The offset commit and offset fetch workflow will be changed under individual commit mode.

Offset Commit

The IC offset will be appended into corresponding offset log as normal, however the broker shall maintain an in-memory state to keep track of the individual commits that are written but not yet cleaned up. To eventually compact this topic, each IC record will go through the coordinator memory to check whether there could be records deleted. In the illustration scenario,

  • If there is an IC [48-49] then we no longer need to maintain IC ranges [45-47] and [50-50]. We shall append 2 null records to delete [45-47] and [50-50] and augment the original IC into [45-50]
  • If there is an IC [43-44], we are good to move stable offset forward. The operation is like:
    • Push stable offset to 47 in the primary offset topic
    • Append a record to remove IC [45-47] in the IC offset topic

There is also a math we need to do which is how frequent we should commit. The default max request size for Kafka is 1MB, which means we could not include more than 1MB / 16b ≈ 60,000 ranges within a request. This means if we are in auto commit mode, the consumer has to breakdown commits if it already accumulates a large number of ranges. It's also undesirable to let stable offset make no progress for a long time. For the sake of smooth progress, we define a new config on the max ranges being collected before triggering a commit call.

Also we need to take care of the memory bound for maintaining the individual offsets. If there are too many of them, we eventually couldn't store all in the heap. One solution is to block progress of the active group when the number of IC offsets are too large, which usually indicates a dead member within the group. The coordinator will callout rebalance in this extreme case to make sure progress could be made again.

Offset Fetch

During a consumer startup in sequential commit mode, it will attempt to fetch the stored offsets before resuming work. This would be the same step for IC mode, only the consumer will be aware of both the individual offsets and stable offsets now. The individual offsets serve as a reference when user calls #poll(), such that if there is any record that's already committed, it will be filtered and the polled records will only contain committed ones. When doing the offset commit, consumer will do a "gap amending" too.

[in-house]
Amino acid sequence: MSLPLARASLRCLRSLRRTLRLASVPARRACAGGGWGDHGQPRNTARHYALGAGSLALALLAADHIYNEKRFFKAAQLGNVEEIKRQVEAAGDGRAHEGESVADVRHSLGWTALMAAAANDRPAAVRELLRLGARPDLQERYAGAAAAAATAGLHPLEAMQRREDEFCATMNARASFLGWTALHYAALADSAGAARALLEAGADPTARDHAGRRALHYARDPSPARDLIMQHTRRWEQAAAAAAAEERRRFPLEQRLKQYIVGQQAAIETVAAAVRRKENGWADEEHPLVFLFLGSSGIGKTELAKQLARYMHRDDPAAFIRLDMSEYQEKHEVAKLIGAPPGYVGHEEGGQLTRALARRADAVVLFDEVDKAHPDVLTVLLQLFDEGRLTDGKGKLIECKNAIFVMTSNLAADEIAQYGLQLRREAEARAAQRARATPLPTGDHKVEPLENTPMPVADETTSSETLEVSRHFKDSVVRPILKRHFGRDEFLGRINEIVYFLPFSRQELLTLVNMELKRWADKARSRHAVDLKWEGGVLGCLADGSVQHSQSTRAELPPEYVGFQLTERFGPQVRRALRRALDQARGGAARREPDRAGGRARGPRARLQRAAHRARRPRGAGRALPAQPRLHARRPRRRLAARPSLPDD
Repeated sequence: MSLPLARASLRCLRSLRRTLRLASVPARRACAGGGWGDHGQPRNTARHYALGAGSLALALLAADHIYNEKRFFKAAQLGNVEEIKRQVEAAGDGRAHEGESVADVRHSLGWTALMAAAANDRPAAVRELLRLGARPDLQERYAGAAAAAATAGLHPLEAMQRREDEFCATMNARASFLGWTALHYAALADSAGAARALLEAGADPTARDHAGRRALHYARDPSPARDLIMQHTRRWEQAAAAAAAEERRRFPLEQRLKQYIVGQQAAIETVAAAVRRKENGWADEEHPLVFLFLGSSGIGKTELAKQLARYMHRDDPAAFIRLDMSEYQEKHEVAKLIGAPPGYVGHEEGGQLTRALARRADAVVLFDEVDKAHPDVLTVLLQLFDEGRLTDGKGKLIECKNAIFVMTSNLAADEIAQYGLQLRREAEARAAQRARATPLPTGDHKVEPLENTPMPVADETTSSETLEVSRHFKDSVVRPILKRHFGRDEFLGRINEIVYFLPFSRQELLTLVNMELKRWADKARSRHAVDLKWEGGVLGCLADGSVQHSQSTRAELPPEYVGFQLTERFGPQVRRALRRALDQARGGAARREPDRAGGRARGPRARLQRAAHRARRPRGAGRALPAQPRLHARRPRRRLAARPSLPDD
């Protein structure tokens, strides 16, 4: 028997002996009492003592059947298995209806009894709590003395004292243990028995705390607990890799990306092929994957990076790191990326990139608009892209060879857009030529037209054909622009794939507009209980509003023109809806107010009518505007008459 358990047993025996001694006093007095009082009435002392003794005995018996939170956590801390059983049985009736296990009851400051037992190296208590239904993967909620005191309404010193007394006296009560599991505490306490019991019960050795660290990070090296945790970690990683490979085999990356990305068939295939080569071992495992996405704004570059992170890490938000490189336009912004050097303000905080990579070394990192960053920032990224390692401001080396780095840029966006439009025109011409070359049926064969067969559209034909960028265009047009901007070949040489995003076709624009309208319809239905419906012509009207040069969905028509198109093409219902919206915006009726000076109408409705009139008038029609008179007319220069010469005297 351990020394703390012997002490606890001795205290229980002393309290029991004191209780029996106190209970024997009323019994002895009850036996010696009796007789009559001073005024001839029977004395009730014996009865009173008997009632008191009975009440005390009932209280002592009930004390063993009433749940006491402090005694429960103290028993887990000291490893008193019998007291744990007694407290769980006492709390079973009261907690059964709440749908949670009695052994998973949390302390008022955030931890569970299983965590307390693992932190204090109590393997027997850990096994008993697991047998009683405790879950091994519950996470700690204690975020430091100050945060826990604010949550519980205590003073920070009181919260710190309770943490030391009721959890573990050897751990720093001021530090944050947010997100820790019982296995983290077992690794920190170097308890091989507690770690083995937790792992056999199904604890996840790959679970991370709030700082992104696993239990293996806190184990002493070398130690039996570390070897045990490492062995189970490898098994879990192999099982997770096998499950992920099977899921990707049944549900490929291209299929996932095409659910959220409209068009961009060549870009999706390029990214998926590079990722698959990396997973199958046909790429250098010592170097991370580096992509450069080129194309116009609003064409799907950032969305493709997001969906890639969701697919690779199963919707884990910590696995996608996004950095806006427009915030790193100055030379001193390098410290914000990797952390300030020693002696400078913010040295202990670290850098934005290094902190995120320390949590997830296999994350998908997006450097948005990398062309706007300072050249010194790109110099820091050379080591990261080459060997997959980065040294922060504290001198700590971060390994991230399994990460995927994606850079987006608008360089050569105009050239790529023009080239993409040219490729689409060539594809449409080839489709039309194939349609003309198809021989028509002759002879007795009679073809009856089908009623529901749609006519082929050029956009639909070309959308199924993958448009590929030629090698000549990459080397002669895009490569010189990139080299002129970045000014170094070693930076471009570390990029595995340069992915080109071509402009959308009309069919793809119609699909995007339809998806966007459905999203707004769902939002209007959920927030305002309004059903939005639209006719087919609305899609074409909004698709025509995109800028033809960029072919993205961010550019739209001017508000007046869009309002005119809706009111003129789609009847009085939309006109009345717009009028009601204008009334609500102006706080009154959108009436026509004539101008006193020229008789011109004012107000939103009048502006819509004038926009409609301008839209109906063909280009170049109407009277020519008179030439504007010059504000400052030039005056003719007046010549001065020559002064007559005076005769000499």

Imagine a scenario when a consumer fetches based on below setup:

Offset: stable: 40, IC: [43-45], [48-49]
Fetched range: [40-50]

Consumer will commit only the processed offsets:

[41-42], [46-47], [50-50]

which matches the offset commit semantic on always committing offsets that are processed within current batch. 

In order to cleanup unnecessary IC offsets, the OffsetCommitResponse shall also contain the information about the latest stable offset, so that consumers could safely delete any IC offsets that fall behind stable offset.

Key Based Filtering

In order to allow sharing between the consumers, broker has to be able to distinguish data records by keys. For a generic purpose, the easy way to assign records by keys is to get a hashing range and allow range split when having multiple consumers talking to the same partition. This would be our starting point to support data sharing between consumers. Suppose we do a key hashing to a space of [0, Long.MAX] while two consumers are assigned to the same partition, they will each get key range [0, Long.MAX/2 - 1] and [Long.MAX/2, Long.MAX]. This hash range assignment decision will be made during rebalance phase.

With the key based hashing, brokers will load topic partitions data into the main memory and do the partitioning work based on the key hashed range. When a FetchRequest comes with specific key range, broker will only reply the ranges that meet the request need. This workflow could be implemented as a generic server side filtering, and KIP-283 is already a good example where we also attempt to load data into memory for down-conversion.